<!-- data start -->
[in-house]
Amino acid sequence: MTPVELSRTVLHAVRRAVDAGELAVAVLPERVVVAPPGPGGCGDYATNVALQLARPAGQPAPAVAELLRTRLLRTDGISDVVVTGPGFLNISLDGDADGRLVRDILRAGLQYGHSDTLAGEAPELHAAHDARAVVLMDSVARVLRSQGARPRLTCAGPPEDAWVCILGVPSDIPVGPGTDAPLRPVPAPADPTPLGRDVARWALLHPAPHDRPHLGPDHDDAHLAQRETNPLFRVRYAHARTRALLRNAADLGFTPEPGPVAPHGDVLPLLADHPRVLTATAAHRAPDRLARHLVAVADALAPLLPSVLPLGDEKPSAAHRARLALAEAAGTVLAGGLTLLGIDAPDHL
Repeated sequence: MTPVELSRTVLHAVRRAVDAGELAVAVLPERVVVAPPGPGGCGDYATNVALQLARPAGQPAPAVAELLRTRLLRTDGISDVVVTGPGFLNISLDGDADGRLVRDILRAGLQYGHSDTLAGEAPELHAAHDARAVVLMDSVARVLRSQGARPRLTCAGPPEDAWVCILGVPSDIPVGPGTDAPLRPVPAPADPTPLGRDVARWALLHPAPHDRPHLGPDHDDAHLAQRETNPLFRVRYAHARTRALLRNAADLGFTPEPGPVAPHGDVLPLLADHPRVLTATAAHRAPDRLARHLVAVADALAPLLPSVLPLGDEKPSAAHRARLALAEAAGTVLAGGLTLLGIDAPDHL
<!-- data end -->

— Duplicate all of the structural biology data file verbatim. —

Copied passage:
[in-house]
Amino acid sequence: MTPVELSRTVLHAVRRAVDAGELAVAVLPERVVVAPPGPGGCGDYATNVALQLARPAGQPAPAVAELLRTRLLRTDGISDVVVTGPGFLNISLDGDADGRLVRDILRAGLQYGHSDTLAGEAPELHAAHDARAVVLMDSVARVLRSQGARPRLTCAGPPEDAWVCILGVPSDIPVGPGTDAPLRPVPAPADPTPLGRDVARWALLHPAPHDRPHLGPDHDDAHLAQRETNPLFRVRYAHARTRALLRNAADLGFTPEPGPVAPHGDVLPLLADHPRVLTATAAHRAPDRLARHLVAVADALAPLLPSVLPLGDEKPSAAHRARLALAEAAGTVLAGGLTLLGIDAPDHL
Repeated sequence: MTPVELSRTVLHAVRRAVDAGELAVAVLPERVVVAPPGPGGCGDYATNVALQLARPAGQPAPAVAELLRTRLLRTDGISDVVVTGPGFLNISLDGDADGRLVRDILRAGLQYGHSDTLAGEAPELHAAHDARAVVLMDSVARVLRSQGARPRLTCAGPPEDAWVCILGVPSDIPVGPGTDAPLRPVPAPADPTPLGRDVARWALLHPAPHDRPHLGPDHDDAHLAQRETNPLFRVRYAHARTRALLRNAADLGFTPEPGPVAPHGDVLPLLADHPRVLTATAAHRAPDRLARHLVAVADALAPLLPSVLPLGDEKPSAAHRARLALAEAAGTVLAGGLTLLGIDAPDHL